A fantastic coffee cake recipe, it comes together fairly quickly, is dense and delicious and has a crunchy topping and glaze. Besides, it contains the magic words brown butter, so it really is a cake you should make now and keep on making whenever you need a hug.
At a time when the world is adjusting and we're wondering how much it will change and how quickly, this coffee cake will make your sunny day even better or your cloudy day brighter. A win-win situation if you ask me.
The recipe hails from Tessa's blog, Handle the Heat, and it's what she chose for this month's baking challenge.
I don't know about you, but coffee cakes in general, and brown butter, in particular, make me think of happy moments, very cheesy but so true. So yes, I associate the smell of brown butter with cozy hugs. Whatever.
The challenge was on and there was a debate as to what pan to use. Should I go for the traditional rectangular one or use a loaf cake pan and see what came out of it?
Since I was making the cake with a friend we each tried one.
But first, let's get into the recipe details.
What is brown butter?
Brown butter, or beurre noisette in French which literally translates to hazelnut butter, is regular butter that has been boiled (for lack of a better word) for a few minutes and stripped out of some of its water. Yeah, butter has water, sometimes a lot.
As this happens, the solids in the butter begin to brown and that amazing nutty smell begins to appear; hence the word hazelnut mentioned above. It gives regular baked goods (especially vanilla based) a deep, nutty flavor, almost sweetly smoked, that is so amazing you can only understand it if you try it.
It's like smoked vanilla x ten. Or so I think.
Making brown butter
Simple really. And there's a step-by-step brown butter post here in case you need it.
Just heat butter until it starts to foam, then sputter with large bubbles while chirping like a parrot (really, it chirps, you'll understand when you make it, especially if it's butter with high water content), until finally the noise and bubbles subside, the foam goes up again and beneath it, all the butter is browning and starting to smell beyond amazing.
I usually make a large batch, like say, half a pound of brown butter, keep it in the fridge for a few days and use it for whatever baked cakes or cookies I'm making.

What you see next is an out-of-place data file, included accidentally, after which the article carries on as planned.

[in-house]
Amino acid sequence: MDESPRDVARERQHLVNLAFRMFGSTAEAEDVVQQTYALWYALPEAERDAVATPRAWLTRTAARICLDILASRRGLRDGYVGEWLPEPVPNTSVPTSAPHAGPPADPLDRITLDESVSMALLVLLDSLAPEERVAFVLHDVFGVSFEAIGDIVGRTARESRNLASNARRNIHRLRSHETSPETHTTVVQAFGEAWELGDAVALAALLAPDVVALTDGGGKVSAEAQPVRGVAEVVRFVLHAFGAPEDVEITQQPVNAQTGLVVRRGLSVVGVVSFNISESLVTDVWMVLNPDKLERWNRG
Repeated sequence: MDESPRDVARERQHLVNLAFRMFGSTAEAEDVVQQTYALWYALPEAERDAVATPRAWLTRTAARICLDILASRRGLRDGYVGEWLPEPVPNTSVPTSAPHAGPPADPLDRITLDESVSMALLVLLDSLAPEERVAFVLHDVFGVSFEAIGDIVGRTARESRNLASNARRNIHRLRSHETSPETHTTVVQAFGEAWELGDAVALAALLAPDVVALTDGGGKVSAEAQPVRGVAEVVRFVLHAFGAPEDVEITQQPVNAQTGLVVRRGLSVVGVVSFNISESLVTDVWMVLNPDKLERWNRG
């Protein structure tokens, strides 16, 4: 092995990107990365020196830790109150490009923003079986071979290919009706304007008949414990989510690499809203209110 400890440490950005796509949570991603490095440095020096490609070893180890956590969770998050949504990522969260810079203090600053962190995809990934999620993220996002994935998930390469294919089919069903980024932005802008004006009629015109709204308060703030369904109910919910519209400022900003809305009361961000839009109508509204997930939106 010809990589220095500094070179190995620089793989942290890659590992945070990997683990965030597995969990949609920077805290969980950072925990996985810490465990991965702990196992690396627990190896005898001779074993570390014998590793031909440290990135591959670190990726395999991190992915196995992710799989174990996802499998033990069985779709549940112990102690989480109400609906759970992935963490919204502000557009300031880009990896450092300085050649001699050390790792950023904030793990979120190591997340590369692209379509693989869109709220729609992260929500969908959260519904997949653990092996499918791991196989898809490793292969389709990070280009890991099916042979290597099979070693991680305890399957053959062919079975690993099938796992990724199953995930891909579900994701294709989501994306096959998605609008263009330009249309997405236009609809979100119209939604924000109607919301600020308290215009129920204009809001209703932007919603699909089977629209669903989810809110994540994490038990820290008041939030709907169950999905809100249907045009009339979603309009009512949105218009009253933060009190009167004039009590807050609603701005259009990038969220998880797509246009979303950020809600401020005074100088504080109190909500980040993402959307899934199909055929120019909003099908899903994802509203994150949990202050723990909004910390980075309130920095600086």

It is worth the extra step. Trust me on this one.
Coffee cakes are traditionally sweet cakes - usually vanilla flavored - with cinnamon and maybe add-ons like crumble, nuts and cinnamon sugar.
Time has produced a million recipes and variations, but I think the most common ones involve sour cream (instead of milk) and cinnamon streusel in the batter and on top of it. Paradise with a cup of coffee or tea. Golden or matcha latte maybe if you're into trends. Who knows, I'm generation X, haha.
It is usually glazed with that wonderful combination of confectioners' sugar and liquid (milk, cream, lemon juice, or dark coffee which is my personal favorite) and it is the finishing touch that brings it all together. A slice of warm glazed coffee cake is truly a thing you remember.
This one checks all the boxes, the brown butter takes it up a notch, and - and this is a big and - the recipe uses melted butter, so no creaming. How's that for easiness?
Worth every calorie and minute you spend making it.Print
Easy coffee cake with brown butter (and melted!) and cinnamon streusel.
For the streusel
- 3/4 cup (150g) light brown sugar
- 1/3 cup (45g) all-purpose flour
- 1 teaspoon ground cinnamon
- 4 tablespoons (60g) unsalted butter, melted
For the coffee cake
- 3/4 cup (170g) unsalted butter (at room tº)
- 2 cups (280g) all-purpose flour
- 1 teaspoon baking powder
- 1/2 teaspoon baking soda
- 1/2 teaspoon salt
- 1/4 cup (50g) granulated sugar
- 1/2 cup (100g) packed light brown sugar
- 1/4 cup whole milk (at room tº)
- 2 large eggs (at room tº)
- 8 ounces (225g) sour cream, at room tº
For the glaze
- 1/2 cup (65g) powdered sugar
- 1 tablespoon milk or lemon juice
- Preheat oven to 350ºF / 180ºC.
- Butter or spray a 9x4-inch loaf pan or a 9-inch square pan.
- Line with parchment paper if wanted.
For the streusel
- In a small bowl mix all ingredients together until the mixture resembles wet sand. Reserve.
For the cake
- Melt butter in a saucepan with high sides, at medium heat, until it begins to foam.
- Bubbles will appear and a chirping noise will begin. Let it boil away until the bubbles and noise subside and the surface covers with foam.
- Lower the heat and watch carefully, twirling the pan a few times until a nutty smell appears and, beneath the foam, the butter is amber colored. Be careful not to burn it!.
- You have brown butter now. Transfer it to a medium bowl and let cool slightly.
- Add the milk (first to lower the temperature), the eggs, and sour cream to the warm butter and mix lightly.
- In a large bowl sift together flour, baking powder, and salt. Add both sugars and mix to combine.
- Make a well in the center and add the wet ingredients.
- Mix with a spatula until combined, like you would a muffin mix, but careful not to overmix.
- Spoon half of this batter in the prepared pan.
- Sprinkle with half the streusel mixture.
- Cover with the other half of the batter and end with the remaining streusel.
- Bake for 40-45 minutes, depending on the pan you use until a tester comes out clean.
- The loaf pan might take a bit more.
- Let cool for 10 on a wire rack and carefully unmold. Some sugar might be stuck to the sides.
For the glaze
- Mix sugar and liquid until creamy and lump free.
- Drizzle over the cake.
- Keep wrapped at room tº for a few days.
Pans: this cake was both great as a loaf and as a small sheet cake.
Flavorings: you can add other spices or citrus zest both to the batter or to the crumble. Maybe cardamom or tangerine?
Keywords: brown butter coffee cake
Recipe from Handle the Heat